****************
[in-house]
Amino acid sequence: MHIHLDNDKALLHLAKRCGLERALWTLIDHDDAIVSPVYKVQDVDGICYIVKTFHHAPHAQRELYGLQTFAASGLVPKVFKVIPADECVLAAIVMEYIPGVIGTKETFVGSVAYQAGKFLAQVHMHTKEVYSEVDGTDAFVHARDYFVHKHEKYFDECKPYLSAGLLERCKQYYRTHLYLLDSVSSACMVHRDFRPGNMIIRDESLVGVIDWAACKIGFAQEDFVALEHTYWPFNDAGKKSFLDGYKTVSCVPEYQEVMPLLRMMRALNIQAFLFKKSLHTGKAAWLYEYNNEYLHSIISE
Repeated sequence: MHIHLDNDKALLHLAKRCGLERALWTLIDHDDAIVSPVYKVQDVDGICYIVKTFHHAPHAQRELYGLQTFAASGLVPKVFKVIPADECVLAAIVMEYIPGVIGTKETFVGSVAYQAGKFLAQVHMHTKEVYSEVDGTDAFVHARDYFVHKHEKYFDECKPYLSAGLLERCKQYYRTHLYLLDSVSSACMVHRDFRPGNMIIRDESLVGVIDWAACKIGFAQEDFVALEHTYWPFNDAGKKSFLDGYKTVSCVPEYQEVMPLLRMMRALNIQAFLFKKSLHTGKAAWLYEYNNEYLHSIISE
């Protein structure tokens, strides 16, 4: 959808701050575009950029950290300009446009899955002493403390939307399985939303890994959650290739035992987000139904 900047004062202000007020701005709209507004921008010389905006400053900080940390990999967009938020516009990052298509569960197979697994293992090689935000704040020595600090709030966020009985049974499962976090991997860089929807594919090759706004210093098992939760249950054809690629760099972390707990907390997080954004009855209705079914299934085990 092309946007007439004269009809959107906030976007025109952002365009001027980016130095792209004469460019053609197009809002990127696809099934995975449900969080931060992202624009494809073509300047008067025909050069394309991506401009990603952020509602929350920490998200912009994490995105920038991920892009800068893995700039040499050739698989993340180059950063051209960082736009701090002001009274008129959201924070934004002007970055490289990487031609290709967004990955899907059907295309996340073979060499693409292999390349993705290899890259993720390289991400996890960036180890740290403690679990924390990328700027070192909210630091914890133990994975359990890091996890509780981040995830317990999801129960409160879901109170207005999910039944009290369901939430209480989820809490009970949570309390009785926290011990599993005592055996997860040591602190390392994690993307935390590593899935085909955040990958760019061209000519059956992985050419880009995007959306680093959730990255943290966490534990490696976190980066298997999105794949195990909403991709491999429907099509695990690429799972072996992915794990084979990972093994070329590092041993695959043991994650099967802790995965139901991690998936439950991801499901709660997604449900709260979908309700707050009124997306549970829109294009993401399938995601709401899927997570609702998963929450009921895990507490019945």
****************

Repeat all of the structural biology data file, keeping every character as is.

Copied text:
[in-house]
Amino acid sequence: MHIHLDNDKALLHLAKRCGLERALWTLIDHDDAIVSPVYKVQDVDGICYIVKTFHHAPHAQRELYGLQTFAASGLVPKVFKVIPADECVLAAIVMEYIPGVIGTKETFVGSVAYQAGKFLAQVHMHTKEVYSEVDGTDAFVHARDYFVHKHEKYFDECKPYLSAGLLERCKQYYRTHLYLLDSVSSACMVHRDFRPGNMIIRDESLVGVIDWAACKIGFAQEDFVALEHTYWPFNDAGKKSFLDGYKTVSCVPEYQEVMPLLRMMRALNIQAFLFKKSLHTGKAAWLYEYNNEYLHSIISE
Repeated sequence: MHIHLDNDKALLHLAKRCGLERALWTLIDHDDAIVSPVYKVQDVDGICYIVKTFHHAPHAQRELYGLQTFAASGLVPKVFKVIPADECVLAAIVMEYIPGVIGTKETFVGSVAYQAGKFLAQVHMHTKEVYSEVDGTDAFVHARDYFVHKHEKYFDECKPYLSAGLLERCKQYYRTHLYLLDSVSSACMVHRDFRPGNMIIRDESLVGVIDWAACKIGFAQEDFVALEHTYWPFNDAGKKSFLDGYKTVSCVPEYQEVMPLLRMMRALNIQAFLFKKSLHTGKAAWLYEYNNEYLHSIISE
């Protein structure tokens, strides 16, 4: 959808701050575009950029950290300009446009899955002493403390939307399985939303890994959650290739035992987000139904 900047004062202000007020701005709209507004921008010389905006400053900080940390990999967009938020516009990052298509569960197979697994293992090689935000704040020595600090709030966020009985049974499962976090991997860089929807594919090759706004210093098992939760249950054809690629760099972390707990907390997080954004009855209705079914299934085990 092309946007007439004269009809959107906030976007025109952002365009001027980016130095792209004469460019053609197009809002990127696809099934995975449900969080931060992202624009494809073509300047008067025909050069394309991506401009990603952020509602929350920490998200912009994490995105920038991920892009800068893995700039040499050739698989993340180059950063051209960082736009701090002001009274008129959201924070934004002007970055490289990487031609290709967004990955899907059907295309996340073979060499693409292999390349993705290899890259993720390289991400996890960036180890740290403690679990924390990328700027070192909210630091914890133990994975359990890091996890509780981040995830317990999801129960409160879901109170207005999910039944009290369901939430209480989820809490009970949570309390009785926290011990599993005592055996997860040591602190390392994690993307935390590593899935085909955040990958760019061209000519059956992985050419880009995007959306680093959730990255943290966490534990490696976190980066298997999105794949195990909403991709491999429907099509695990690429799972072996992915794990084979990972093994070329590092041993695959043991994650099967802790995965139901991690998936439950991801499901709660997604449900709260979908309700707050009124997306549970829109294009993401399938995601709401899927997570609702998963929450009921895990507490019945």